We are back to the perennial spring question – When will the ice go out? At this point I would not be much interested in walking out on the ice. It’s not black but gray. Still we have some time before it will go out.
Our best gauge for ice out was developed by a man named Don Brazell. For many years Don delivered freight and then mail up the Gunflint Trail. He was a very observant guy as he drove up and down the Trail. This is his system as it was passed on to me.
The first sign of the ice going out is the North Brule River when it is clear of ice and running freely. Within a week after that the beaver pond on the Round Lake Road leading to Tuscarora Lodge will go out. After another week, Gunflint Lake will go out.
I went to town on Tuesday and there was still ice on the North Brule River. It is my guess that within the next couple of days, the ice will be gone on the river. That would make the ice out on Gunflint Lake about May 4th or 5th. We will see how accurate this is.
Meanwhile I have a little story to tell you about driving a truck on the ice at this time of year. About 15 or 20 years ago in April, we had a load of firewood to deliver to Charlie Cook who lived on the Canadian side of Gunflint. Shari Baker, who was then a young college student, had split the wood and loaded it into the pickup. She was a little nervous about driving across the lake so Bruce said he would do it.
Everything looked great as the pickup disappeared behind the point of Charlie’s bay but they never came back out. After a long, long time a single snowmobile came putt-putting across the lake. It was soaking wet Bruce on Charlie’s machine. Bruce had driven the truck over some thin ice just off Charlie’s dock and the truck started to sink. The plow on the front of the truck kept it from totally sinking. Then he and Charlie had found some old boards to further hold the truck up.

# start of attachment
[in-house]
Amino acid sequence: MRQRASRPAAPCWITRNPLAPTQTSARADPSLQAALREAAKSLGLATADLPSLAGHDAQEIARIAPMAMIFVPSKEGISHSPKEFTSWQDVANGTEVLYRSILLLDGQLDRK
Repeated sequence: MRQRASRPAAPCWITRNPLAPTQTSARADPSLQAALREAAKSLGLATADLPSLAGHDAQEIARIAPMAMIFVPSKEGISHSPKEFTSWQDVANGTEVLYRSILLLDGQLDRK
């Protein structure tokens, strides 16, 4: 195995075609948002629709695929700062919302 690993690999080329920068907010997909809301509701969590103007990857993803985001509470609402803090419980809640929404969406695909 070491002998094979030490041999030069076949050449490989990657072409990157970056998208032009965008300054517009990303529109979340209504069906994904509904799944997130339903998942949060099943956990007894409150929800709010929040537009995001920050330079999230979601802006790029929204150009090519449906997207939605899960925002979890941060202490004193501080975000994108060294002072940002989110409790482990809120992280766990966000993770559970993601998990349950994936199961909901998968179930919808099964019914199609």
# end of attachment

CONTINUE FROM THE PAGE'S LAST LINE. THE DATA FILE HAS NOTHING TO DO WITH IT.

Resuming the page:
Of course, the question was what to do now? Eric Thompson came over from Borderland to help. The three of us gathered a come-along, ropes and a set of pulleys and took off for Charlie’s. Justine was not thrilled to be left behind so she went over to the bridge at Cross River with her binoculars to watch.
Shari and I laid out the come-along and pulleys. Bruce and Eric attached everything to the truck and a tree on shore. Before the truck was high enough to be totally out of the water a rope broke. Now it was Mom’s turn to help, she drove up and down Gunflint Lake borrowing chains – two from the ambulance, one at Gunflint, one at Borderland, another one at Heston’s – until they linked from the truck to the tree on the shore. Finally we were able to raise the truck completely out of the water and onto long boards to keep it out of the water.
The next problem was to get the truck home. Every day the ice was just going to get worse. The guys decided to wait until we had one last hard frost which came in a couple of days. They went over at first light and used the boards to lay out a track to drive on. Once Bruce got going, he never stopped until he was on shore at the lodge.
The moral of this story is that even locals who know everything should stay off the ice in April.